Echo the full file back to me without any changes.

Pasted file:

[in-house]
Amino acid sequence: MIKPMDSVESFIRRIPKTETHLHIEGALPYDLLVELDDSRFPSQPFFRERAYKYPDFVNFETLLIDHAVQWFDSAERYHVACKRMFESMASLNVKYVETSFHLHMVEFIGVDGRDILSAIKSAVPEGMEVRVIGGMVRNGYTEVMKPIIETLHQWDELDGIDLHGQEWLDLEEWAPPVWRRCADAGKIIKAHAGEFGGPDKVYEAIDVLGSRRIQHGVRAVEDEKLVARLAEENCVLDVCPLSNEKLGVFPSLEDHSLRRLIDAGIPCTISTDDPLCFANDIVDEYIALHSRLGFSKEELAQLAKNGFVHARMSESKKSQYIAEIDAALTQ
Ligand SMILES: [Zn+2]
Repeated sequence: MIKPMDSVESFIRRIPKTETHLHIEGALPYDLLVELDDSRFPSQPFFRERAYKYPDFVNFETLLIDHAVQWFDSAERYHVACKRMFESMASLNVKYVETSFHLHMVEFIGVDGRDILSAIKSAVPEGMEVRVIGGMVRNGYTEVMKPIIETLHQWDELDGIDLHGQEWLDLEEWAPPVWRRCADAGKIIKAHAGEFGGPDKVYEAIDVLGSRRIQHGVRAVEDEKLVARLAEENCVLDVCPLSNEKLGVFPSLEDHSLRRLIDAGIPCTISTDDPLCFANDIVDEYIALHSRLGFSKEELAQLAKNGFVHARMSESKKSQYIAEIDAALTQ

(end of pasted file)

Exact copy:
[in-house]
Amino acid sequence: MIKPMDSVESFIRRIPKTETHLHIEGALPYDLLVELDDSRFPSQPFFRERAYKYPDFVNFETLLIDHAVQWFDSAERYHVACKRMFESMASLNVKYVETSFHLHMVEFIGVDGRDILSAIKSAVPEGMEVRVIGGMVRNGYTEVMKPIIETLHQWDELDGIDLHGQEWLDLEEWAPPVWRRCADAGKIIKAHAGEFGGPDKVYEAIDVLGSRRIQHGVRAVEDEKLVARLAEENCVLDVCPLSNEKLGVFPSLEDHSLRRLIDAGIPCTISTDDPLCFANDIVDEYIALHSRLGFSKEELAQLAKNGFVHARMSESKKSQYIAEIDAALTQ
Ligand SMILES: [Zn+2]
Repeated sequence: MIKPMDSVESFIRRIPKTETHLHIEGALPYDLLVELDDSRFPSQPFFRERAYKYPDFVNFETLLIDHAVQWFDSAERYHVACKRMFESMASLNVKYVETSFHLHMVEFIGVDGRDILSAIKSAVPEGMEVRVIGGMVRNGYTEVMKPIIETLHQWDELDGIDLHGQEWLDLEEWAPPVWRRCADAGKIIKAHAGEFGGPDKVYEAIDVLGSRRIQHGVRAVEDEKLVARLAEENCVLDVCPLSNEKLGVFPSLEDHSLRRLIDAGIPCTISTDDPLCFANDIVDEYIALHSRLGFSKEELAQLAKNGFVHARMSESKKSQYIAEIDAALTQ